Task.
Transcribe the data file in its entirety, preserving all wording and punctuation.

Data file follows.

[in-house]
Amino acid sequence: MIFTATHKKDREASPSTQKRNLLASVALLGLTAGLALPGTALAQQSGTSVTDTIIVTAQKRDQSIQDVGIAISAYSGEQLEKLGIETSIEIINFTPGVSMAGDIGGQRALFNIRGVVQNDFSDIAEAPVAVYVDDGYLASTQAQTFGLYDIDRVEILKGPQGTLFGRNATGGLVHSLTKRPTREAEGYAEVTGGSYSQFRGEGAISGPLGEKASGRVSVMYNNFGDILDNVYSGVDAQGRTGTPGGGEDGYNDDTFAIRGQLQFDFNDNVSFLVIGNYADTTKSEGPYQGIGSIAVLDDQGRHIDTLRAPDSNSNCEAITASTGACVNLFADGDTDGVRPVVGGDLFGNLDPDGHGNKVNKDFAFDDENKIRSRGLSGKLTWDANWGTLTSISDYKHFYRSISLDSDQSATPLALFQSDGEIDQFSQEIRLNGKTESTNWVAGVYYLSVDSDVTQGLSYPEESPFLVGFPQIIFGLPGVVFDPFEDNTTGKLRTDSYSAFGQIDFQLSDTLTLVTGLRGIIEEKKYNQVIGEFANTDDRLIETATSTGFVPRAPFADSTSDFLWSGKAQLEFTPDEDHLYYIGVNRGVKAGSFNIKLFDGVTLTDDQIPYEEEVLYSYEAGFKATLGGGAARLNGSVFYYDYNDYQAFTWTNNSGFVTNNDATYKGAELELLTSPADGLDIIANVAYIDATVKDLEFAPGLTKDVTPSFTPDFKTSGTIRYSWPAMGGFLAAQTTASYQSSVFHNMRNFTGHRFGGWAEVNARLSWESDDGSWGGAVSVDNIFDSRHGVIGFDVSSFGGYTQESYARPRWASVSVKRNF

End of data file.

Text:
[in-house]
Amino acid sequence: MIFTATHKKDREASPSTQKRNLLASVALLGLTAGLALPGTALAQQSGTSVTDTIIVTAQKRDQSIQDVGIAISAYSGEQLEKLGIETSIEIINFTPGVSMAGDIGGQRALFNIRGVVQNDFSDIAEAPVAVYVDDGYLASTQAQTFGLYDIDRVEILKGPQGTLFGRNATGGLVHSLTKRPTREAEGYAEVTGGSYSQFRGEGAISGPLGEKASGRVSVMYNNFGDILDNVYSGVDAQGRTGTPGGGEDGYNDDTFAIRGQLQFDFNDNVSFLVIGNYADTTKSEGPYQGIGSIAVLDDQGRHIDTLRAPDSNSNCEAITASTGACVNLFADGDTDGVRPVVGGDLFGNLDPDGHGNKVNKDFAFDDENKIRSRGLSGKLTWDANWGTLTSISDYKHFYRSISLDSDQSATPLALFQSDGEIDQFSQEIRLNGKTESTNWVAGVYYLSVDSDVTQGLSYPEESPFLVGFPQIIFGLPGVVFDPFEDNTTGKLRTDSYSAFGQIDFQLSDTLTLVTGLRGIIEEKKYNQVIGEFANTDDRLIETATSTGFVPRAPFADSTSDFLWSGKAQLEFTPDEDHLYYIGVNRGVKAGSFNIKLFDGVTLTDDQIPYEEEVLYSYEAGFKATLGGGAARLNGSVFYYDYNDYQAFTWTNNSGFVTNNDATYKGAELELLTSPADGLDIIANVAYIDATVKDLEFAPGLTKDVTPSFTPDFKTSGTIRYSWPAMGGFLAAQTTASYQSSVFHNMRNFTGHRFGGWAEVNARLSWESDDGSWGGAVSVDNIFDSRHGVIGFDVSSFGGYTQESYARPRWASVSVKRNF